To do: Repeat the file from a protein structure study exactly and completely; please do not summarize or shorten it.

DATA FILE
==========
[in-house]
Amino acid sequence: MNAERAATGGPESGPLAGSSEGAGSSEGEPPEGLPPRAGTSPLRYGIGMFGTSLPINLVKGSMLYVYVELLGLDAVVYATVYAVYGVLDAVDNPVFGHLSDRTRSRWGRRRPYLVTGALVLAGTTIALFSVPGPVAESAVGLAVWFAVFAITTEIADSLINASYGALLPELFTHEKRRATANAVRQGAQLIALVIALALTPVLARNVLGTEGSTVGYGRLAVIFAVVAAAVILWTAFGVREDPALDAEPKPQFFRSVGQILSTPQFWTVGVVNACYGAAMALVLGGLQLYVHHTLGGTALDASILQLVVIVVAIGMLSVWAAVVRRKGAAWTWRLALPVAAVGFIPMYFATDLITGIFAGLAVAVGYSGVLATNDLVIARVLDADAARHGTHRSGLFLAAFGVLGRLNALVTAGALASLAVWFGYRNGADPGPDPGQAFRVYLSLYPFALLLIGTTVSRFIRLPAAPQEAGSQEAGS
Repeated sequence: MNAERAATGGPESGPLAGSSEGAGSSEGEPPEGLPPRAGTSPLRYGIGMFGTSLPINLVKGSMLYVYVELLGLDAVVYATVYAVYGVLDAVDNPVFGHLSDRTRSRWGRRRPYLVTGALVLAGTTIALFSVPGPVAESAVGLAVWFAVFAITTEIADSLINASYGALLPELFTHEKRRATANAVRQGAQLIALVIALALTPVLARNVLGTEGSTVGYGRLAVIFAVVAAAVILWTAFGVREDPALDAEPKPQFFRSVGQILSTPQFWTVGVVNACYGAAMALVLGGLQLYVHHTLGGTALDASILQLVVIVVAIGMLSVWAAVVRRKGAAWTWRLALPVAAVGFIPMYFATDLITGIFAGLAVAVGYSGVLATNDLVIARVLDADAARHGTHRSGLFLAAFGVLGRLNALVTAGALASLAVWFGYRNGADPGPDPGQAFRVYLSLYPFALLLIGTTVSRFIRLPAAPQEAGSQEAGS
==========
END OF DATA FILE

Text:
[in-house]
Amino acid sequence: MNAERAATGGPESGPLAGSSEGAGSSEGEPPEGLPPRAGTSPLRYGIGMFGTSLPINLVKGSMLYVYVELLGLDAVVYATVYAVYGVLDAVDNPVFGHLSDRTRSRWGRRRPYLVTGALVLAGTTIALFSVPGPVAESAVGLAVWFAVFAITTEIADSLINASYGALLPELFTHEKRRATANAVRQGAQLIALVIALALTPVLARNVLGTEGSTVGYGRLAVIFAVVAAAVILWTAFGVREDPALDAEPKPQFFRSVGQILSTPQFWTVGVVNACYGAAMALVLGGLQLYVHHTLGGTALDASILQLVVIVVAIGMLSVWAAVVRRKGAAWTWRLALPVAAVGFIPMYFATDLITGIFAGLAVAVGYSGVLATNDLVIARVLDADAARHGTHRSGLFLAAFGVLGRLNALVTAGALASLAVWFGYRNGADPGPDPGQAFRVYLSLYPFALLLIGTTVSRFIRLPAAPQEAGSQEAGS
Repeated sequence: MNAERAATGGPESGPLAGSSEGAGSSEGEPPEGLPPRAGTSPLRYGIGMFGTSLPINLVKGSMLYVYVELLGLDAVVYATVYAVYGVLDAVDNPVFGHLSDRTRSRWGRRRPYLVTGALVLAGTTIALFSVPGPVAESAVGLAVWFAVFAITTEIADSLINASYGALLPELFTHEKRRATANAVRQGAQLIALVIALALTPVLARNVLGTEGSTVGYGRLAVIFAVVAAAVILWTAFGVREDPALDAEPKPQFFRSVGQILSTPQFWTVGVVNACYGAAMALVLGGLQLYVHHTLGGTALDASILQLVVIVVAIGMLSVWAAVVRRKGAAWTWRLALPVAAVGFIPMYFATDLITGIFAGLAVAVGYSGVLATNDLVIARVLDADAARHGTHRSGLFLAAFGVLGRLNALVTAGALASLAVWFGYRNGADPGPDPGQAFRVYLSLYPFALLLIGTTVSRFIRLPAAPQEAGSQEAGS